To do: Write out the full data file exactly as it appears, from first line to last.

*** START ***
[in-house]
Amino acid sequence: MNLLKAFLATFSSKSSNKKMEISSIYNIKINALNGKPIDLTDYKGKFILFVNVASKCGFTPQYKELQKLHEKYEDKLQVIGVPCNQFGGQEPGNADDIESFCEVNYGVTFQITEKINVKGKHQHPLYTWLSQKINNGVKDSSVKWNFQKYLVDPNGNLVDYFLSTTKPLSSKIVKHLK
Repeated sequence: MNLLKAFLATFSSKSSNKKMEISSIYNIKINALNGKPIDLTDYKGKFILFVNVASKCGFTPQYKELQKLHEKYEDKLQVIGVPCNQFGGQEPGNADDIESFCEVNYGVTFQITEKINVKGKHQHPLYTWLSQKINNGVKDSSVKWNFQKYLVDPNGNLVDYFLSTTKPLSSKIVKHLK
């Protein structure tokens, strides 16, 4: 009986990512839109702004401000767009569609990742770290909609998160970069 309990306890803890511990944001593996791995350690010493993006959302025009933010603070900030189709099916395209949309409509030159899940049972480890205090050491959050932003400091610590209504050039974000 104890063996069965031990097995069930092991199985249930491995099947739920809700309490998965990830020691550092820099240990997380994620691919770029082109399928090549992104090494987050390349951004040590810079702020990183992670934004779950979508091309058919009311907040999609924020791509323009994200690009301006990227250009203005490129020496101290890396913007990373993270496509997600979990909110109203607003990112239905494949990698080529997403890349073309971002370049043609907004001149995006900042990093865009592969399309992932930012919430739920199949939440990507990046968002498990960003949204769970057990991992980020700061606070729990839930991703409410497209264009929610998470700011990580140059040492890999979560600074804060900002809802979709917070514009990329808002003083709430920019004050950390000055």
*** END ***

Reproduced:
[in-house]
Amino acid sequence: MNLLKAFLATFSSKSSNKKMEISSIYNIKINALNGKPIDLTDYKGKFILFVNVASKCGFTPQYKELQKLHEKYEDKLQVIGVPCNQFGGQEPGNADDIESFCEVNYGVTFQITEKINVKGKHQHPLYTWLSQKINNGVKDSSVKWNFQKYLVDPNGNLVDYFLSTTKPLSSKIVKHLK
Repeated sequence: MNLLKAFLATFSSKSSNKKMEISSIYNIKINALNGKPIDLTDYKGKFILFVNVASKCGFTPQYKELQKLHEKYEDKLQVIGVPCNQFGGQEPGNADDIESFCEVNYGVTFQITEKINVKGKHQHPLYTWLSQKINNGVKDSSVKWNFQKYLVDPNGNLVDYFLSTTKPLSSKIVKHLK
């Protein structure tokens, strides 16, 4: 009986990512839109702004401000767009569609990742770290909609998160970069 309990306890803890511990944001593996791995350690010493993006959302025009933010603070900030189709099916395209949309409509030159899940049972480890205090050491959050932003400091610590209504050039974000 104890063996069965031990097995069930092991199985249930491995099947739920809700309490998965990830020691550092820099240990997380994620691919770029082109399928090549992104090494987050390349951004040590810079702020990183992670934004779950979508091309058919009311907040999609924020791509323009994200690009301006990227250009203005490129020496101290890396913007990373993270496509997600979990909110109203607003990112239905494949990698080529997403890349073309971002370049043609907004001149995006900042990093865009592969399309992932930012919430739920199949939440990507990046968002498990960003949204769970057990991992980020700061606070729990839930991703409410497209264009929610998470700011990580140059040492890999979560600074804060900002809802979709917070514009990329808002003083709430920019004050950390000055």